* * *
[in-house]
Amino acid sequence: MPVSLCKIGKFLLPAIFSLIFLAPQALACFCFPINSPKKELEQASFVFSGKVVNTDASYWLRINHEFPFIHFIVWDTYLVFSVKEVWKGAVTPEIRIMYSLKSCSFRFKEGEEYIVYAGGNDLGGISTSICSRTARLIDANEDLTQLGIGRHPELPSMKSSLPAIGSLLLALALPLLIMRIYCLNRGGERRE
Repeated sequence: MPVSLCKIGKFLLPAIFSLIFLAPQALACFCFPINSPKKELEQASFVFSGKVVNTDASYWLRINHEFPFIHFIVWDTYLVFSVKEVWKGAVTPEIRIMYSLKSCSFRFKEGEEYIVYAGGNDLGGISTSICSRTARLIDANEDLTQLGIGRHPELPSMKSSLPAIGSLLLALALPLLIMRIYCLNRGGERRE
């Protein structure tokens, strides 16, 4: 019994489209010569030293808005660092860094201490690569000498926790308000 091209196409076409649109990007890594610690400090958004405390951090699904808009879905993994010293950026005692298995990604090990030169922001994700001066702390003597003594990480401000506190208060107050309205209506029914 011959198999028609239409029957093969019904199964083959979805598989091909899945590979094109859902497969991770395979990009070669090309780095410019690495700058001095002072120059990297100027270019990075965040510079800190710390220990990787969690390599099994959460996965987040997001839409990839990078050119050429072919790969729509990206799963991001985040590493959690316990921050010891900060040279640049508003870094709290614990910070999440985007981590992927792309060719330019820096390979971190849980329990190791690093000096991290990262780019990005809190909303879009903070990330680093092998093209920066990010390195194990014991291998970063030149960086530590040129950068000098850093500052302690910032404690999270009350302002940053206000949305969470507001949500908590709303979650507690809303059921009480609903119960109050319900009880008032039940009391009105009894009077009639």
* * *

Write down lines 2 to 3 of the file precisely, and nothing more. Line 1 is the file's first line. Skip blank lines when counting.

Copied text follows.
Amino acid sequence: MPVSLCKIGKFLLPAIFSLIFLAPQALACFCFPINSPKKELEQASFVFSGKVVNTDASYWLRINHEFPFIHFIVWDTYLVFSVKEVWKGAVTPEIRIMYSLKSCSFRFKEGEEYIVYAGGNDLGGISTSICSRTARLIDANEDLTQLGIGRHPELPSMKSSLPAIGSLLLALALPLLIMRIYCLNRGGERRE
Repeated sequence: MPVSLCKIGKFLLPAIFSLIFLAPQALACFCFPINSPKKELEQASFVFSGKVVNTDASYWLRINHEFPFIHFIVWDTYLVFSVKEVWKGAVTPEIRIMYSLKSCSFRFKEGEEYIVYAGGNDLGGISTSICSRTARLIDANEDLTQLGIGRHPELPSMKSSLPAIGSLLLALALPLLIMRIYCLNRGGERRE